Retail sales in China surged 33.8 per cent in the first two months of this year – a rate faster than analysts expected and reflecting the diminished impact of the Covid-19 pandemic on the nation.
While the growth was from a low base given widespread lockdowns in Mainland China in the early months of last year, it suggests a degree of ‘revenge spending’ as consumers seek to resume more normal lives.
China releases retail sales data for January and February in a combined figure so as to neutralise any impact from the timing of Lunar New Year.
Referring to the low base of last year, China’s National Statistics Bureau said that even with that excluded “the growth of main indicators is stable and macro indicators are in a reasonable range”.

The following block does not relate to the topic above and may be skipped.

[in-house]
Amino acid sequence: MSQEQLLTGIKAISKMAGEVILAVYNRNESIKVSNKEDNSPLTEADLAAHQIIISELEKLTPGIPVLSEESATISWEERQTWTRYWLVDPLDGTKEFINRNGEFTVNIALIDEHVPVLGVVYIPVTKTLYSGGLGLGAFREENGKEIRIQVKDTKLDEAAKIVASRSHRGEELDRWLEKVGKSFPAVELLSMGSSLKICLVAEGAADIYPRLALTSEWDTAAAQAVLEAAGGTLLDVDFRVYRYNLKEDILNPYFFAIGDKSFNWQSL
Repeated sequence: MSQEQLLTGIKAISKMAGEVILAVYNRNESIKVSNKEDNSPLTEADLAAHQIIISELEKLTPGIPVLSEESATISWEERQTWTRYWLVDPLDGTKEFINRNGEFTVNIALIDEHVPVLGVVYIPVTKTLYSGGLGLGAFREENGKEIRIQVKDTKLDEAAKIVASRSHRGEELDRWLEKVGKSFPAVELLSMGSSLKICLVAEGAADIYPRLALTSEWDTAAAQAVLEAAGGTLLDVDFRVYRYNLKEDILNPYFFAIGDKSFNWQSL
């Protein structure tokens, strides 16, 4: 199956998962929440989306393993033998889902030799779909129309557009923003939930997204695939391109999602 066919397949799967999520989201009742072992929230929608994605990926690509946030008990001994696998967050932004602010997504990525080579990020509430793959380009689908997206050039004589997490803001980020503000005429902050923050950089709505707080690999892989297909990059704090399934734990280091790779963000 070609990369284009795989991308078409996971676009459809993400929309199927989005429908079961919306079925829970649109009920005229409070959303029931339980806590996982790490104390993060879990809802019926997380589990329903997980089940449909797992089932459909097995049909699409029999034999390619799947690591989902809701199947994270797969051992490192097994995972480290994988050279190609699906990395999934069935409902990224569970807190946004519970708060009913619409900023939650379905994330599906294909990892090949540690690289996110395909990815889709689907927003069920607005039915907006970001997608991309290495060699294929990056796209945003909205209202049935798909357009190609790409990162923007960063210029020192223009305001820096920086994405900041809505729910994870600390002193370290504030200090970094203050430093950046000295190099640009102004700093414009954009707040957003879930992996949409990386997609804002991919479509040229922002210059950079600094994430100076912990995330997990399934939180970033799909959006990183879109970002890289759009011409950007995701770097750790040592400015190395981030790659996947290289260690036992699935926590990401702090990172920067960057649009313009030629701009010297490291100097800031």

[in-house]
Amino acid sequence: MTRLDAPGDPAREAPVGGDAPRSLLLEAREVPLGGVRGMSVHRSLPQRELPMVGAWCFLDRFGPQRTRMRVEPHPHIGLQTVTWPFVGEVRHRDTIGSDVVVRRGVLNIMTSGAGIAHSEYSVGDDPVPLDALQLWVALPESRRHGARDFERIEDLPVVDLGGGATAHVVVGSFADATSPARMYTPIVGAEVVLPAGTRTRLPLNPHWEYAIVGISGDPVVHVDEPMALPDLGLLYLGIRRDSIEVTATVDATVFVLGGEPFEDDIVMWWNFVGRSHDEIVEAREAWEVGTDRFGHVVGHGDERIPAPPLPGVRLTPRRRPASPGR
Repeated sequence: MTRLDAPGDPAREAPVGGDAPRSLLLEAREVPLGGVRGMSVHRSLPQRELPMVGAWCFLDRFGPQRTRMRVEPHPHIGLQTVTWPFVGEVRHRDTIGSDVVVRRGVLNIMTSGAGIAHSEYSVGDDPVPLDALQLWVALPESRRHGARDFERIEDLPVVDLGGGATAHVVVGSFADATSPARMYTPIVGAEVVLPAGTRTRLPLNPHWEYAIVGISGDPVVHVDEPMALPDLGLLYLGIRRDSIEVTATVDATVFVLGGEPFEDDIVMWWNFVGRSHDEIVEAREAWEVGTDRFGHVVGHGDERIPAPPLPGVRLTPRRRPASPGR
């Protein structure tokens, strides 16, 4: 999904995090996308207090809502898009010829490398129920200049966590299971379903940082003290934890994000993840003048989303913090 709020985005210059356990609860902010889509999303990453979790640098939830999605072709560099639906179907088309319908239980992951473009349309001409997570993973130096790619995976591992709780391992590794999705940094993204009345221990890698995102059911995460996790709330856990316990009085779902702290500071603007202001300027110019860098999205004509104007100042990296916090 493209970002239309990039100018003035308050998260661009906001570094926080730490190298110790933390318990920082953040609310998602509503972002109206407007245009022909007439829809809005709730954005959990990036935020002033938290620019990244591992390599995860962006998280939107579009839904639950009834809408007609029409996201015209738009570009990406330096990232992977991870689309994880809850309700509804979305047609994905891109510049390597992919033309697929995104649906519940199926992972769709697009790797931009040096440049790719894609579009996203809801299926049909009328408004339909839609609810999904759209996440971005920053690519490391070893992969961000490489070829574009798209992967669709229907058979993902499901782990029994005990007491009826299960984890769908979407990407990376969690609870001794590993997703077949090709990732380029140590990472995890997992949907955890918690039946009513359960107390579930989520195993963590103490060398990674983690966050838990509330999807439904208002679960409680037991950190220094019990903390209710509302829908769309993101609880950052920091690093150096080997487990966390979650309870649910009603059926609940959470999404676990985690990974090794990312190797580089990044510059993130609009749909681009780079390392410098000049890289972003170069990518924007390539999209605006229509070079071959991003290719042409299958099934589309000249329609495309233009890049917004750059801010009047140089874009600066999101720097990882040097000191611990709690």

Analysts had expected retail sales to rise by about 32 per cent. The higher increase followed a more modest 4.6 per cent growth rate in December and a 20.5-per-cent decline in January and February of last year.
“We have a positive outlook for exports and manufacturing investment this year,” Louis Kuijs, head of Asia economics and Oxford Economics told Reuters. “And we expect household consumption to become a key driver of growth from Q2 onwards as confidence improves and the government’s call to reduce travel is toned down.”
China’s ability to contain the coronavirus pandemic before other major economies were able to do so has allowed it to rebound faster.
Liu Aihua, an NBS spokeswoman, warned that while positive factors for China’s economy are increasing, the foundation for the recovery is not yet solid.
“Covid-19 is still spreading around the world and global economic conditions are complex and severe; domestically the imbalances of the recovery are still quite obvious,” Liu told a briefing in Beijing.
- Additional reporting by Kevin Yao, Gabriel Crossley and Stella Qiu, of Reuters.